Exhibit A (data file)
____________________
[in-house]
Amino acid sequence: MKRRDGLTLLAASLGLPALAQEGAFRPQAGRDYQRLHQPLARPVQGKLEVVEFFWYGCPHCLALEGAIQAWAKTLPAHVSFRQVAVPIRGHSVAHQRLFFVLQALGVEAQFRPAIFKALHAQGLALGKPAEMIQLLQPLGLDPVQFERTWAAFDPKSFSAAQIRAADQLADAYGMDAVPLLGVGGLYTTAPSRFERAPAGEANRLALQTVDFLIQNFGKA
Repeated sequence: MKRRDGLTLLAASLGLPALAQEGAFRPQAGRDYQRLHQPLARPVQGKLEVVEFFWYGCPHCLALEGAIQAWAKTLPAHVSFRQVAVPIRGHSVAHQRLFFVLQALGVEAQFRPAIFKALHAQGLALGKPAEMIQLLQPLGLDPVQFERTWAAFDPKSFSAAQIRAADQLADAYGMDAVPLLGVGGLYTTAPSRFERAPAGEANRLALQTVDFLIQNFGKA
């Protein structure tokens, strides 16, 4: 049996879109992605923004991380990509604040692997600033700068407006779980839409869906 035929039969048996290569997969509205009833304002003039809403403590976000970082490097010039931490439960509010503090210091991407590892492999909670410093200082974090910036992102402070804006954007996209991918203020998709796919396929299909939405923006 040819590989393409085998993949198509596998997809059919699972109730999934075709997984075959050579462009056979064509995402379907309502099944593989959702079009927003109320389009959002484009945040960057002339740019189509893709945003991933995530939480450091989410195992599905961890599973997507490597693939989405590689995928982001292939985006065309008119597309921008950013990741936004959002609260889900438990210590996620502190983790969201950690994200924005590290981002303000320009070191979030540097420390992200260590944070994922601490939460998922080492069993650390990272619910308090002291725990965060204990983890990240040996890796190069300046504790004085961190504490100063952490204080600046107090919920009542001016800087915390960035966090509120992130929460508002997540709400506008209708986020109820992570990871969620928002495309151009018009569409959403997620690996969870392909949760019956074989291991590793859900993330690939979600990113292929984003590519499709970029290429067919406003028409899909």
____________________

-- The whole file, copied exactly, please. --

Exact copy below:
[in-house]
Amino acid sequence: MKRRDGLTLLAASLGLPALAQEGAFRPQAGRDYQRLHQPLARPVQGKLEVVEFFWYGCPHCLALEGAIQAWAKTLPAHVSFRQVAVPIRGHSVAHQRLFFVLQALGVEAQFRPAIFKALHAQGLALGKPAEMIQLLQPLGLDPVQFERTWAAFDPKSFSAAQIRAADQLADAYGMDAVPLLGVGGLYTTAPSRFERAPAGEANRLALQTVDFLIQNFGKA
Repeated sequence: MKRRDGLTLLAASLGLPALAQEGAFRPQAGRDYQRLHQPLARPVQGKLEVVEFFWYGCPHCLALEGAIQAWAKTLPAHVSFRQVAVPIRGHSVAHQRLFFVLQALGVEAQFRPAIFKALHAQGLALGKPAEMIQLLQPLGLDPVQFERTWAAFDPKSFSAAQIRAADQLADAYGMDAVPLLGVGGLYTTAPSRFERAPAGEANRLALQTVDFLIQNFGKA
């Protein structure tokens, strides 16, 4: 049996879109992605923004991380990509604040692997600033700068407006779980839409869906 035929039969048996290569997969509205009833304002003039809403403590976000970082490097010039931490439960509010503090210091991407590892492999909670410093200082974090910036992102402070804006954007996209991918203020998709796919396929299909939405923006 040819590989393409085998993949198509596998997809059919699972109730999934075709997984075959050579462009056979064509995402379907309502099944593989959702079009927003109320389009959002484009945040960057002339740019189509893709945003991933995530939480450091989410195992599905961890599973997507490597693939989405590689995928982001292939985006065309008119597309921008950013990741936004959002609260889900438990210590996620502190983790969201950690994200924005590290981002303000320009070191979030540097420390992200260590944070994922601490939460998922080492069993650390990272619910308090002291725990965060204990983890990240040996890796190069300046504790004085961190504490100063952490204080600046107090919920009542001016800087915390960035966090509120992130929460508002997540709400506008209708986020109820992570990871969620928002495309151009018009569409959403997620690996969870392909949760019956074989291991590793859900993330690939979600990113292929984003590519499709970029290429067919406003028409899909």